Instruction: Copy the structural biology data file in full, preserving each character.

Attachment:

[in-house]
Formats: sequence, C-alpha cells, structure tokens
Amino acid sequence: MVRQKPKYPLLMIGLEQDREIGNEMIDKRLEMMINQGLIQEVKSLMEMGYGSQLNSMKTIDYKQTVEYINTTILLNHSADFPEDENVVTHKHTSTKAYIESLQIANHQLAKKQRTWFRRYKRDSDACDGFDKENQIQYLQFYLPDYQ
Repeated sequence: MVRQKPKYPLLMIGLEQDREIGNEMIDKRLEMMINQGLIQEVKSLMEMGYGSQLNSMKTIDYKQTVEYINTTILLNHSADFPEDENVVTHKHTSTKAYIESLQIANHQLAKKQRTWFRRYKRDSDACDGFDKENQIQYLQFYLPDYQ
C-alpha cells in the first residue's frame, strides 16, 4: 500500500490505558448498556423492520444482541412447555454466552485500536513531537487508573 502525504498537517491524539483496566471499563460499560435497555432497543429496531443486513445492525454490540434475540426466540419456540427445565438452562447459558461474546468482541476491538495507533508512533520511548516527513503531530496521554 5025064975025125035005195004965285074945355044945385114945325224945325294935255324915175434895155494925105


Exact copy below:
[in-house]
Formats: sequence, C-alpha cells, structure tokens
Amino acid sequence: MVRQKPKYPLLMIGLEQDREIGNEMIDKRLEMMINQGLIQEVKSLMEMGYGSQLNSMKTIDYKQTVEYINTTILLNHSADFPEDENVVTHKHTSTKAYIESLQIANHQLAKKQRTWFRRYKRDSDACDGFDKENQIQYLQFYLPDYQ
Repeated sequence: MVRQKPKYPLLMIGLEQDREIGNEMIDKRLEMMINQGLIQEVKSLMEMGYGSQLNSMKTIDYKQTVEYINTTILLNHSADFPEDENVVTHKHTSTKAYIESLQIANHQLAKKQRTWFRRYKRDSDACDGFDKENQIQYLQFYLPDYQ
C-alpha cells in the first residue's frame, strides 16, 4: 500500500490505558448498556423492520444482541412447555454466552485500536513531537487508573 502525504498537517491524539483496566471499563460499560435497555432497543429496531443486513445492525454490540434475540426466540419456540427445565438452562447459558461474546468482541476491538495507533508512533520511548516527513503531530496521554 5025064975025125035005195004965285074945355044945385114945325224945325294935255324915175434895155494925105